Google is opening the Google Assistant to outside developers to help the company chase Amazon.com.
On Thursday, the Alphabet unit launched a system for developers to build chatbots that work with Google Assistant, its voice-based virtual helper. The tools, called Conversation Actions, will let companies and other third parties interact with Google users by building bots that answer questions and, eventually, sell and book things through voice controls.
Developers can seek approval for phrases that come after "Ok, Google" to launch the interactive bots. So, in the future if someone says, "Ok, Google, talk to Target," a chatbot for the retailer might appear and help the person buy things through a conversation, for example. They will even be able to choose among four different voices, two male and two female.
Many large technology companies, including Amazon, Apple, Microsoft and Facebook are investing in digital assistants that use artificial intelligence techniques to interact with humans more naturally. With Google Assistant, Google is trying to keep its profitable web search business relevant in an age of mobile devices and wearable gadgets.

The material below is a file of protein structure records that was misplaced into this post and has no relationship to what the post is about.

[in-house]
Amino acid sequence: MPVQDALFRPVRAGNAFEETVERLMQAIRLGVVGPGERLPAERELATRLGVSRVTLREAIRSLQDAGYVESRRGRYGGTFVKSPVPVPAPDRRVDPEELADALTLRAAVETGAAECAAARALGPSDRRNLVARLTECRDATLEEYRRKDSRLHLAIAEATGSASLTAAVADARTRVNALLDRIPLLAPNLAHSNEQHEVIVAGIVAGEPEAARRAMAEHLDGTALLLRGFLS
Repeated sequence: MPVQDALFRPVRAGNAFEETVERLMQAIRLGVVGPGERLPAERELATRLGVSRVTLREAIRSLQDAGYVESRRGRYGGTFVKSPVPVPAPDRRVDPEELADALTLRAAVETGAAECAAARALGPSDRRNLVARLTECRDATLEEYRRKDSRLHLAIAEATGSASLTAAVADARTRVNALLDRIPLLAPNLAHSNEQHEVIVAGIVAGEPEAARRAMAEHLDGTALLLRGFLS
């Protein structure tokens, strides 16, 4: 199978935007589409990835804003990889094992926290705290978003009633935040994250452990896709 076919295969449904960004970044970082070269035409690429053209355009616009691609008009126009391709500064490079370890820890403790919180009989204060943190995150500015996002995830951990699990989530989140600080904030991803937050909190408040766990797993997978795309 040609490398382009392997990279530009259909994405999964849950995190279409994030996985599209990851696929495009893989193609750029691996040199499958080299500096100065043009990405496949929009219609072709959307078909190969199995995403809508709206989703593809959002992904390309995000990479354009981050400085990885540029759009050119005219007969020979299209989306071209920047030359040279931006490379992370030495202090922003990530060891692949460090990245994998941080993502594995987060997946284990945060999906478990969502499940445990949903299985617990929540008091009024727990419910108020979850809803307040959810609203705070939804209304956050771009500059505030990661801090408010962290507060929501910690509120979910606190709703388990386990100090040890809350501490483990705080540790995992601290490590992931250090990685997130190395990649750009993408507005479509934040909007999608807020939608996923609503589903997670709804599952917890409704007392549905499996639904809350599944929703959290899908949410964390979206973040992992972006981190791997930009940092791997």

At first, the developer function will only work with Google Home, the company's new voice-activated speaker. It will come next to Google's Pixel smartphones and its messaging app Allo, and will soon add support for features like purchases and bookings, Google said.
Amazon has rolled out a similar feature with Alexa, its own virtual assistant, called skills, which links to external apps and services. Alexa works primarily with Amazon's Echo speakers, which compete with Google Home. Thus far, Amazon has created more than 5,000 skills with partners ranging from Domino's Pizza to ride-hailing service Uber.
Google claims that its Conversation Actions are different from Amazon's approach. Rather than picking and setting up skills manually, as Echo owners do, Google imagines its users conjuring any use case with a verbal command -- as long as a developer has built it and claimed the relevant phrase.